Uber and Lyft are still new to most of the Midwest. Cutting edge transportation tech does not permeate to the Midwest nearly as fast as it should. Sepf-driving cars will be no exception.

  3. Michael says:

    If this train route and extra train were to be implemented, would it experience the same delays that constantly plague the Amtrak route that goes through Minneapolis to Chicago? If so, I most likely wouldn’t consider taking it unless the price is very affordable. I can find flights to Chicago from Minneapolis for $100-120 for a weekend trip, same price range for the current train.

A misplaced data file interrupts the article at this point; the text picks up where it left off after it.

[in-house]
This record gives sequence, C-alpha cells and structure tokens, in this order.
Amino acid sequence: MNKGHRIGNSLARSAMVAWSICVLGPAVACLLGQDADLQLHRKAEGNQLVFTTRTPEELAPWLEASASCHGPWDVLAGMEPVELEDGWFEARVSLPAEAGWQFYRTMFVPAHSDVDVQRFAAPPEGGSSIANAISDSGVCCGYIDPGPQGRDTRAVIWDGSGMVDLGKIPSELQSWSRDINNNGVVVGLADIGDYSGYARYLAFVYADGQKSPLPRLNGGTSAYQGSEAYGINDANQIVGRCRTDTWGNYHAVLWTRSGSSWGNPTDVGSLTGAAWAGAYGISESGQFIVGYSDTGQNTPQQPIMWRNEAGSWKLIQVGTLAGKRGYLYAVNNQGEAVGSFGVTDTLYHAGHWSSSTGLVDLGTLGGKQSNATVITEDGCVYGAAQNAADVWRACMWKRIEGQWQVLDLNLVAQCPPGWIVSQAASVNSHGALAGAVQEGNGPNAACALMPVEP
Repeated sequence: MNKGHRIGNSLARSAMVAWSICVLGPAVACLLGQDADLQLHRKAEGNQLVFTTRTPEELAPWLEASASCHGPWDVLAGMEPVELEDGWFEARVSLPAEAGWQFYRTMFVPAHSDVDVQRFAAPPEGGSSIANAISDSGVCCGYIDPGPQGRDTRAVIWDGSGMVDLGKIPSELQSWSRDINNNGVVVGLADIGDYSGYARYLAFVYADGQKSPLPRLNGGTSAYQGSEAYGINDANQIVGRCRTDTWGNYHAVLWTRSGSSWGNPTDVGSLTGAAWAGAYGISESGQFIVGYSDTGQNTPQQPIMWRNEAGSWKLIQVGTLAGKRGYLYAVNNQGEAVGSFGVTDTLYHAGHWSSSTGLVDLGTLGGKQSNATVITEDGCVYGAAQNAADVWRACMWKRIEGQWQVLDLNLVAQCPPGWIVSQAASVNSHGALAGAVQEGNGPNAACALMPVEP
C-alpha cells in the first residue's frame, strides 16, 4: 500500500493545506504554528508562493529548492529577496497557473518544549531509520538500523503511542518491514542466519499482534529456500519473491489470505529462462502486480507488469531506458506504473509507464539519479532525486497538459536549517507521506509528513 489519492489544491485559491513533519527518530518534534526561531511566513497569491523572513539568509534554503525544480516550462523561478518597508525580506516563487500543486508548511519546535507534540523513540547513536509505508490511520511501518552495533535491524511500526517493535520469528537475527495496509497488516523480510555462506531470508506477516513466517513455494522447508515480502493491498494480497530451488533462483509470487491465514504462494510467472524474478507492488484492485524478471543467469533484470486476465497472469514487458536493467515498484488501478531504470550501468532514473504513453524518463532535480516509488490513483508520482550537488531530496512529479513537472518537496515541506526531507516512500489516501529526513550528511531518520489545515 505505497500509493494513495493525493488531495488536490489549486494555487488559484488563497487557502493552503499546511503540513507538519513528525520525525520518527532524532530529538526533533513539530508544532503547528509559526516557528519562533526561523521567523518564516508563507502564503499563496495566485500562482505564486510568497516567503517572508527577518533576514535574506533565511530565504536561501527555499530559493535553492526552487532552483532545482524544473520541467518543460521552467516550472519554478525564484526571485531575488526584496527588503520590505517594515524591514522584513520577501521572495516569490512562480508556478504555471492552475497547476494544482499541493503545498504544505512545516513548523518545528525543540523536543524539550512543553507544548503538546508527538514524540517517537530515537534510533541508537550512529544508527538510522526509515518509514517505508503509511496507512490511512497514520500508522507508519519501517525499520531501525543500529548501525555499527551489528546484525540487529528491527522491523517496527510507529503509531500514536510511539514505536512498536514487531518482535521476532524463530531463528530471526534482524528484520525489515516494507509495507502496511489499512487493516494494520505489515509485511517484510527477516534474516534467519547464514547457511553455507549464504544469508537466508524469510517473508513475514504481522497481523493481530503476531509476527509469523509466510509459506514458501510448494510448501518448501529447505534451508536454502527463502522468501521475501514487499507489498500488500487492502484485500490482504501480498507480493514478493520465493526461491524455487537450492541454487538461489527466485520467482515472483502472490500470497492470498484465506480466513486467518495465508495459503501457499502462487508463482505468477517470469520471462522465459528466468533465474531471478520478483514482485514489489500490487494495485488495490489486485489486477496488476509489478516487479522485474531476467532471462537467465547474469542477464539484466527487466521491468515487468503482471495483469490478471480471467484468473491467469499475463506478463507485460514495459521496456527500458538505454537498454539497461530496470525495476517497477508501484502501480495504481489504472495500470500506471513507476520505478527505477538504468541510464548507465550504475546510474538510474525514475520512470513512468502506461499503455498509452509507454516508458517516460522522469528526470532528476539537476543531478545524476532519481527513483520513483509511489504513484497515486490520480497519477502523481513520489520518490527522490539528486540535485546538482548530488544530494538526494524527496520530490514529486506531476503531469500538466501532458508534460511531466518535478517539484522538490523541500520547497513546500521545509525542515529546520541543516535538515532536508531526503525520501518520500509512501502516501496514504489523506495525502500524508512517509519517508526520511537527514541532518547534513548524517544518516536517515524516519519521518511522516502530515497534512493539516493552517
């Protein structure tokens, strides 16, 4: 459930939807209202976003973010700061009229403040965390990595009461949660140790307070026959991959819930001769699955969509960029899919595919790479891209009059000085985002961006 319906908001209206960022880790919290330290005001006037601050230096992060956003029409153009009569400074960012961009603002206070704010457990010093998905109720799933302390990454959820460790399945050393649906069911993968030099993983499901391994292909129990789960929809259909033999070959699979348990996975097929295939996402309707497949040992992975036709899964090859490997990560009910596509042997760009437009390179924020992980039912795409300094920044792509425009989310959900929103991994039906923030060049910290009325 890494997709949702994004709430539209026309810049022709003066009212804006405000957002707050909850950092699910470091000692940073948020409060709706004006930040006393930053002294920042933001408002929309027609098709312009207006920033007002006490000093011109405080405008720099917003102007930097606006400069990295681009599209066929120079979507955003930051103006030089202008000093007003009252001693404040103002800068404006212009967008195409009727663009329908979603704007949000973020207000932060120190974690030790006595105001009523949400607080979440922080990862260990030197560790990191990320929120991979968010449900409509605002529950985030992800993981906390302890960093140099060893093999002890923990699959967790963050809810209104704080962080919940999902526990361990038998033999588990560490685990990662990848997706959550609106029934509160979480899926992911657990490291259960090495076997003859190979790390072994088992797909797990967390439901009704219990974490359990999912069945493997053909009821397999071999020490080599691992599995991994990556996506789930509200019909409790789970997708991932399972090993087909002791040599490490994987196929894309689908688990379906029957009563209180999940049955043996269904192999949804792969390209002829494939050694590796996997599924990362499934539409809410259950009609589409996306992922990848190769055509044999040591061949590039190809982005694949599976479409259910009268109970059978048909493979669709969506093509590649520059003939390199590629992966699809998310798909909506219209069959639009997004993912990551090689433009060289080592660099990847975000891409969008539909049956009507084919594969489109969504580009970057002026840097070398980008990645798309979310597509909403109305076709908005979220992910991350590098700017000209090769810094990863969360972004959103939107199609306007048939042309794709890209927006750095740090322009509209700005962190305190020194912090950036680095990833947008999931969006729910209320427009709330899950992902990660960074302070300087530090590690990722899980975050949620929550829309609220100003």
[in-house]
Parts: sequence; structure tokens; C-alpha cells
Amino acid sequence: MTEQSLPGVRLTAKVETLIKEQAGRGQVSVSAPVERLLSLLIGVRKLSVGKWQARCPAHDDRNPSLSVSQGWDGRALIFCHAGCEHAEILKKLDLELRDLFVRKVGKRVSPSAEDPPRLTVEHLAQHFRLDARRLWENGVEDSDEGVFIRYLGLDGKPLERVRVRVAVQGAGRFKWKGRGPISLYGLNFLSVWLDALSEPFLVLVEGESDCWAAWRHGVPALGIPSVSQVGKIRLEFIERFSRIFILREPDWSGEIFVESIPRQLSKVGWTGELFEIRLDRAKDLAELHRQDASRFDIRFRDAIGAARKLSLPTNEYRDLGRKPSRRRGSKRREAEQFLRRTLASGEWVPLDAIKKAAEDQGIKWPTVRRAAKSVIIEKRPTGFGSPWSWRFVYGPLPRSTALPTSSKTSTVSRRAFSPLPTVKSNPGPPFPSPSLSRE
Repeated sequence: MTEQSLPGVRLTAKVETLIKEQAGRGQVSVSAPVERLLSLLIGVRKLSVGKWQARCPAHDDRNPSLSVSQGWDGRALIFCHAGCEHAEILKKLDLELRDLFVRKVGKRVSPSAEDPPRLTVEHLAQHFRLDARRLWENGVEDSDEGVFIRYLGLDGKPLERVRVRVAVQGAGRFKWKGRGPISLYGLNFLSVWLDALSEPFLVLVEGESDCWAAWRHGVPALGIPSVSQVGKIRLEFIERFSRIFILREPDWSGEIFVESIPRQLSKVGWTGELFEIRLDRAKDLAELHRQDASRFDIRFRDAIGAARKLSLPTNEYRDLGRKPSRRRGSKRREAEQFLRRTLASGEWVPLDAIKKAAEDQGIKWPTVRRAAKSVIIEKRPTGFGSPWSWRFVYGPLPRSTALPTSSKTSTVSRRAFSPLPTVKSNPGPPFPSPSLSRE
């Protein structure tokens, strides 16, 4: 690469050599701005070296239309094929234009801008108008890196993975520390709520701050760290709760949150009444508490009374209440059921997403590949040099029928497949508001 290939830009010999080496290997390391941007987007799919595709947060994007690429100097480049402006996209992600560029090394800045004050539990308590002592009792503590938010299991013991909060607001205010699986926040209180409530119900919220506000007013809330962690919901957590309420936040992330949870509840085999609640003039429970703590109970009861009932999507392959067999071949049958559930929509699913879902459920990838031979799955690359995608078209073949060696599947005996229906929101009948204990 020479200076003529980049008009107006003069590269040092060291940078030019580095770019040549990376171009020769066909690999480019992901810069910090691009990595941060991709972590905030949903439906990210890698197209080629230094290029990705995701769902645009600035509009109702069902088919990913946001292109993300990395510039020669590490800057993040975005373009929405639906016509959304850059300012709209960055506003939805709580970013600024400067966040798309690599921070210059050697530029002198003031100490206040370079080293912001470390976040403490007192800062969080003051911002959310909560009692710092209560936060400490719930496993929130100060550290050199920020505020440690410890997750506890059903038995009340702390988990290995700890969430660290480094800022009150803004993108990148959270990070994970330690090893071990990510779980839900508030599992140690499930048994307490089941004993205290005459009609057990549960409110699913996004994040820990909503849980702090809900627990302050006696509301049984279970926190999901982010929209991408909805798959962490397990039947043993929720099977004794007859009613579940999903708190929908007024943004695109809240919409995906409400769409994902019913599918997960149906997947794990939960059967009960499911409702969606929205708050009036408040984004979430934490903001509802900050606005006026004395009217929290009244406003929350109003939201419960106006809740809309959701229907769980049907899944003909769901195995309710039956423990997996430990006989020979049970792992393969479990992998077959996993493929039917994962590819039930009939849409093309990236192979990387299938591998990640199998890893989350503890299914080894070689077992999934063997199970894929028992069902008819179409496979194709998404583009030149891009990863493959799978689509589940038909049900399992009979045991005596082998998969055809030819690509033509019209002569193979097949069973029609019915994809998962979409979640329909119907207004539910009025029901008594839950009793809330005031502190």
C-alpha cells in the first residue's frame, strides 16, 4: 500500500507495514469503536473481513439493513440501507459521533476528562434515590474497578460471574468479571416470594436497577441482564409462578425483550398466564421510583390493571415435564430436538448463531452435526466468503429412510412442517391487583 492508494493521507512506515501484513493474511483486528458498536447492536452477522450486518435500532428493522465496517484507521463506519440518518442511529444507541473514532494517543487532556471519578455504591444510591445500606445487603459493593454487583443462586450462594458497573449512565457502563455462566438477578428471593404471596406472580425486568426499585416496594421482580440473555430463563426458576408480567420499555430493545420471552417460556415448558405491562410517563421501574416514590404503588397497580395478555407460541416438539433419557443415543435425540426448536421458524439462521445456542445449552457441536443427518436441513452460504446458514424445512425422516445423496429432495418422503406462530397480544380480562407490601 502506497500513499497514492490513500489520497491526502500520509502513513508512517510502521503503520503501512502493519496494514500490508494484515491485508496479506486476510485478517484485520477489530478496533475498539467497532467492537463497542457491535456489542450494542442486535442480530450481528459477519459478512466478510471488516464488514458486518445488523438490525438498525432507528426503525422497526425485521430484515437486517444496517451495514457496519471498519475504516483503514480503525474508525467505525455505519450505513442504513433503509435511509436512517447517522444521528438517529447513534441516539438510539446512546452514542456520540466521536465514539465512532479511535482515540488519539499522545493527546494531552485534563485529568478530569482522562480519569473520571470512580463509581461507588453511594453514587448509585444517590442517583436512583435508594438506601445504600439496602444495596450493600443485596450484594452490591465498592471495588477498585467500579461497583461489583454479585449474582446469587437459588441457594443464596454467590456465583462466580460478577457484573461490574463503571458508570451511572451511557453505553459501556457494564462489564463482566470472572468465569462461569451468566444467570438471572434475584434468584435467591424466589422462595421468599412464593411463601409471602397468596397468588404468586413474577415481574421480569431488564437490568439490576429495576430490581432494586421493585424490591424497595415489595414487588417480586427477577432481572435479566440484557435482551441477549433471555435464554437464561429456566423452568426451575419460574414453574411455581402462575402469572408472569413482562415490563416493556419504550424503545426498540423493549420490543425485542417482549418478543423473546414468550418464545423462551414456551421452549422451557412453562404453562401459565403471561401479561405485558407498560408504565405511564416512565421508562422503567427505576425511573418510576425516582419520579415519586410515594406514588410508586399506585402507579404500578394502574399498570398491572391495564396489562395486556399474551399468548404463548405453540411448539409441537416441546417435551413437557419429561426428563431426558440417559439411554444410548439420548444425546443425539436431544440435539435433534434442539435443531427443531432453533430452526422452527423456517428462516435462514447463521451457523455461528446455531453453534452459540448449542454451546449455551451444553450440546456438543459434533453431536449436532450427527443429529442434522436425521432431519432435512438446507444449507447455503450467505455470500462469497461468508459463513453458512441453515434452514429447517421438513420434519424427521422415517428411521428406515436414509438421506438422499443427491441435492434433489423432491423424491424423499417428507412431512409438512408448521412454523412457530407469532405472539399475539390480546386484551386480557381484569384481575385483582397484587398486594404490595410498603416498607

• Jon Parker says:

      Most likely the train would have better on time performance as the current train often experiences delays due to the western part of the line. If the train starts in Minneapolis, it probably has a good chance of at least starting the trip on time.

  4. Dan says:

    Based on your comments above you are missing the subtle differences in the 810M plan that would only go to Madison and this plan which will truly serve a purpose and connect three major economic hubs. We need to stop being so short sided and selfish. The 810M project was not going to be free. We all pay for it every day in our federal taxes. The plan to expand to Madison also included a number of stops in small cities, which defeated the purpose of a high speed rail. The current proposal is not for a high speed rail and that is a problem. I have traveled on high speed rail (100+ miles per hour) in France and Belgium. We need to start thinking this way and modernize our public transportation infrastructure.